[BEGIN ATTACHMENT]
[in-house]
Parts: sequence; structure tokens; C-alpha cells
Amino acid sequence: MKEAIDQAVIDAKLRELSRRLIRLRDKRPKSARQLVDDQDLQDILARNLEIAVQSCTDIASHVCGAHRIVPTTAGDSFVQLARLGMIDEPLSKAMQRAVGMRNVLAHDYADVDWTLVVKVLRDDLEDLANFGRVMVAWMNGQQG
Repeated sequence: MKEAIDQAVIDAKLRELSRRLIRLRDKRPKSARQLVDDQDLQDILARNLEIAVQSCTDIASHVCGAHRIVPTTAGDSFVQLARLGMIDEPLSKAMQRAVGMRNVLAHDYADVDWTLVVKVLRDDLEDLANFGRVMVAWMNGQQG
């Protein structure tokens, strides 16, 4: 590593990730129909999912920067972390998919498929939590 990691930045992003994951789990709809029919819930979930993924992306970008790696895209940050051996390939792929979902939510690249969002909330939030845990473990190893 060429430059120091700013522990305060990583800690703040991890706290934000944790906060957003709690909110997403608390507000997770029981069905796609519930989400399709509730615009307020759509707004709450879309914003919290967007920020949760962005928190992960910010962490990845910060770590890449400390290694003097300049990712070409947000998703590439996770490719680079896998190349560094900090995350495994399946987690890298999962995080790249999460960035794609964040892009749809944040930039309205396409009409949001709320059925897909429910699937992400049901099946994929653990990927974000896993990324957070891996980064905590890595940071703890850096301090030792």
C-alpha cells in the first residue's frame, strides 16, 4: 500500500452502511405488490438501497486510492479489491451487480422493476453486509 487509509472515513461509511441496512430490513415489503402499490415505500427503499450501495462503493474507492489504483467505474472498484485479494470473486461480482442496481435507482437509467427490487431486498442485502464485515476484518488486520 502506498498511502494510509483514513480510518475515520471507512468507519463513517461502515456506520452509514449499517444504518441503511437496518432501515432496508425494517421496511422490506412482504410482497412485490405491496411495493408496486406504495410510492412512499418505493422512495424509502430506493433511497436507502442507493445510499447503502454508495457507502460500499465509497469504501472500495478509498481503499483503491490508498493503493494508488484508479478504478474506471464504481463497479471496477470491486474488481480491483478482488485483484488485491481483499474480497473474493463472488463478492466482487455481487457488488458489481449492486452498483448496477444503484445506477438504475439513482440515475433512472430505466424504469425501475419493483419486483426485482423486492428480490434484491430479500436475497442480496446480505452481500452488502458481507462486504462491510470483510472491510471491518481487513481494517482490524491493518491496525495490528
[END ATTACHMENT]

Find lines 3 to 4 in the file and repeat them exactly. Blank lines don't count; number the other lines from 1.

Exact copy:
Amino acid sequence: MKEAIDQAVIDAKLRELSRRLIRLRDKRPKSARQLVDDQDLQDILARNLEIAVQSCTDIASHVCGAHRIVPTTAGDSFVQLARLGMIDEPLSKAMQRAVGMRNVLAHDYADVDWTLVVKVLRDDLEDLANFGRVMVAWMNGQQG
Repeated sequence: MKEAIDQAVIDAKLRELSRRLIRLRDKRPKSARQLVDDQDLQDILARNLEIAVQSCTDIASHVCGAHRIVPTTAGDSFVQLARLGMIDEPLSKAMQRAVGMRNVLAHDYADVDWTLVVKVLRDDLEDLANFGRVMVAWMNGQQG